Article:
Piedmont's flight attendants last month voted to authorize a strike, demanding better pay and benefits. "We are fighting for a livable wage," said Johnson.
Analysts say the labor crisis was in the making long before COVID-19 hit the industry. They trace its genesis to a wave of bankruptcies and consolidations after the 9/11 attacks, which made carriers too cost-conscious and excessively focused on productivity.
As airlines slimmed down, they became more reliant on employees logging more hours. The Association of Flight Attendants estimates the workload of flight attendants increased by at least 25% after 9/11.
The pandemic-induced plunge in air travel prompted the industry to double down on cost cuts, leaving it with the lowest headcount in more than three decades. Meanwhile, quarantine requirements or illness further depleted its resources.
"COVID was the tipping point," said Henry Harteveldt, founder of travel consultancy Atmosphere Research Group. "It ripped the protective layer of the airline industry and exposed many of its underlying challenges."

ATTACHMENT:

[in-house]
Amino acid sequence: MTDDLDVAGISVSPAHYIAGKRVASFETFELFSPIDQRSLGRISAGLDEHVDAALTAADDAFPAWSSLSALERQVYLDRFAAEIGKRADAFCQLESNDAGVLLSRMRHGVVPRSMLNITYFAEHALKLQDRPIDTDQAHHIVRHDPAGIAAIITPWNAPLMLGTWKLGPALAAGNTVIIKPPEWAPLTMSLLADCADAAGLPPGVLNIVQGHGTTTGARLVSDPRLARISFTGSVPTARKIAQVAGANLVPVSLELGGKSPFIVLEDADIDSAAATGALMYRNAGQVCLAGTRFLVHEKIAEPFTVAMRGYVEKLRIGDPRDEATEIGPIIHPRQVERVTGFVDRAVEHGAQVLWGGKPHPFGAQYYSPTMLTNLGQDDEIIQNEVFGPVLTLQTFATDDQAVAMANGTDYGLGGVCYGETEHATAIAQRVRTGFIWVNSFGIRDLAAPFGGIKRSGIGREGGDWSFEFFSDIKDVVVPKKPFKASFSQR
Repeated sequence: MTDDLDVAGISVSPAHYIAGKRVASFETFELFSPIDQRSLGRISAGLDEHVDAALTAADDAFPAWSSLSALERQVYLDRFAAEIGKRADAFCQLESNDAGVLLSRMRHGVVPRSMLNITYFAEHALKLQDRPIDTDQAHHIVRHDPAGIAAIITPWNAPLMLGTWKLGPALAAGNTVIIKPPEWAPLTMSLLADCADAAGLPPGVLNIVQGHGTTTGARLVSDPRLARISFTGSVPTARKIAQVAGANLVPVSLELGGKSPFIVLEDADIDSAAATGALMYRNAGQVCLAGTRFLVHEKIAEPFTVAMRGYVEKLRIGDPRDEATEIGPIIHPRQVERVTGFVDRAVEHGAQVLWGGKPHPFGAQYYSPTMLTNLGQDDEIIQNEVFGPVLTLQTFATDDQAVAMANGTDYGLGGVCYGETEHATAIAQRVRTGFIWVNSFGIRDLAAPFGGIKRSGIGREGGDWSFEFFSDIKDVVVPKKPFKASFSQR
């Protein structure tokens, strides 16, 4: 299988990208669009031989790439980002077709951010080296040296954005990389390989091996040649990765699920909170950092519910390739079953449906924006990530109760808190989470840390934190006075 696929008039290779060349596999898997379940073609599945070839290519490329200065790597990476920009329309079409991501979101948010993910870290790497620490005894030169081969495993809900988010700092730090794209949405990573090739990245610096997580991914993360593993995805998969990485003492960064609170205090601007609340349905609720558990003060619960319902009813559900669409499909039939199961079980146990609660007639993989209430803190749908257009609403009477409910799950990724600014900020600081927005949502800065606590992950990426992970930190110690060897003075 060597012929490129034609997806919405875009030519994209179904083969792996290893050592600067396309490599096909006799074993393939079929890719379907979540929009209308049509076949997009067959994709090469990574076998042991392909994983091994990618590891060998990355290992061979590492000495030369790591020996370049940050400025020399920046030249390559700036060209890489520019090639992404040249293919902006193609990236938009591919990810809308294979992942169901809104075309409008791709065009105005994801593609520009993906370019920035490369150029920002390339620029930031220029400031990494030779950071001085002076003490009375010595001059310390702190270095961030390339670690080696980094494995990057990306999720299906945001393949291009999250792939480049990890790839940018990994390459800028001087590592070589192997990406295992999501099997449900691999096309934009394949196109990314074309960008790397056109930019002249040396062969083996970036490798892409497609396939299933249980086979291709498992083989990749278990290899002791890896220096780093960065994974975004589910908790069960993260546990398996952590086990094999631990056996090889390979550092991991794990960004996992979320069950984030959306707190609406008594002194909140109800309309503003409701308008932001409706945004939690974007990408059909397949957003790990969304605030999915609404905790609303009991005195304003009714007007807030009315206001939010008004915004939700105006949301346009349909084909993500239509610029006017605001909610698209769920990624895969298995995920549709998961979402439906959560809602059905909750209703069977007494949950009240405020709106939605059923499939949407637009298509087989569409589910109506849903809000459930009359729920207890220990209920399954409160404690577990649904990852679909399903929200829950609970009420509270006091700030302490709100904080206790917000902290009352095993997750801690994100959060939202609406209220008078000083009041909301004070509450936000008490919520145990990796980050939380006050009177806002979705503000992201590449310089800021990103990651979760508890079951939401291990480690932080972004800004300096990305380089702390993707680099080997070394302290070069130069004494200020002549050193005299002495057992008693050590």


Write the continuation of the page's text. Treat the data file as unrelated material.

Airlines resumed hiring this spring as dipping COVID-19 cases brought passengers back. But the supply of new pilots is limited, and cargo carriers of Amazon.com Inc, United Parcel Service Inc and FedEx Corp are also vying for them.
Faye Malarkey Black, head of the Regional Airline Association, said the supply of new pilots fell 60% in 2020. This year, it is about 36% below pre-pandemic levels, she said.
Worries about a looming pilot shortage have dogged the industry for years. That did not stop carriers last year from pausing hiring and offering buyouts and retirement packages to thousands of aviators.
Faced with a crunch, they are now heavily poaching from regional carriers.
SkyWest Inc, which operates flights for Delta, American and United, last month said its attrition rate is running into double digits.
To be sure, regional airlines have been losing pilots to major carriers for years. But Black said that trend is now "on steroids."
Subodh Karnik, chief executive of Georgia-based ExpressJet Airlines, likened the demand for pilots to the frenzy in the U.S. housing market where houses are getting flooded with offers within days of their listing. He said one-fifth of the pilots at regional airlines are getting snatched away by big passenger and cargo carriers even before they can complete their mandatory training.